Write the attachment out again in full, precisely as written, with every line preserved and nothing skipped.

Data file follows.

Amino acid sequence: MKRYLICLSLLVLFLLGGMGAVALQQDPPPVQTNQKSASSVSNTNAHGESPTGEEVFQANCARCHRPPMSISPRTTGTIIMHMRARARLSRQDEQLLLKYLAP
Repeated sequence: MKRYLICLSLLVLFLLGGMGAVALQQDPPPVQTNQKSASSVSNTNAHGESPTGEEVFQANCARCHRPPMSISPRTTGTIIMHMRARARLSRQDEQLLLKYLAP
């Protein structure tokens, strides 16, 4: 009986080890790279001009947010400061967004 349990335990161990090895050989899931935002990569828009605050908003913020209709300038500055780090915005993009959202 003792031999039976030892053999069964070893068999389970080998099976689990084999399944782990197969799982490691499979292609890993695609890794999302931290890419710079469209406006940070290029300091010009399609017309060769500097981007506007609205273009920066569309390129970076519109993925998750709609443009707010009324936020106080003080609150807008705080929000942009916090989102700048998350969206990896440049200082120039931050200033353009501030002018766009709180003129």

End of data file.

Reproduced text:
Amino acid sequence: MKRYLICLSLLVLFLLGGMGAVALQQDPPPVQTNQKSASSVSNTNAHGESPTGEEVFQANCARCHRPPMSISPRTTGTIIMHMRARARLSRQDEQLLLKYLAP
Repeated sequence: MKRYLICLSLLVLFLLGGMGAVALQQDPPPVQTNQKSASSVSNTNAHGESPTGEEVFQANCARCHRPPMSISPRTTGTIIMHMRARARLSRQDEQLLLKYLAP
């Protein structure tokens, strides 16, 4: 009986080890790279001009947010400061967004 349990335990161990090895050989899931935002990569828009605050908003913020209709300038500055780090915005993009959202 003792031999039976030892053999069964070893068999389970080998099976689990084999399944782990197969799982490691499979292609890993695609890794999302931290890419710079469209406006940070290029300091010009399609017309060769500097981007506007609205273009920066569309390129970076519109993925998750709609443009707010009324936020106080003080609150807008705080929000942009916090989102700048998350969206990896440049200082120039931050200033353009501030002018766009709180003129």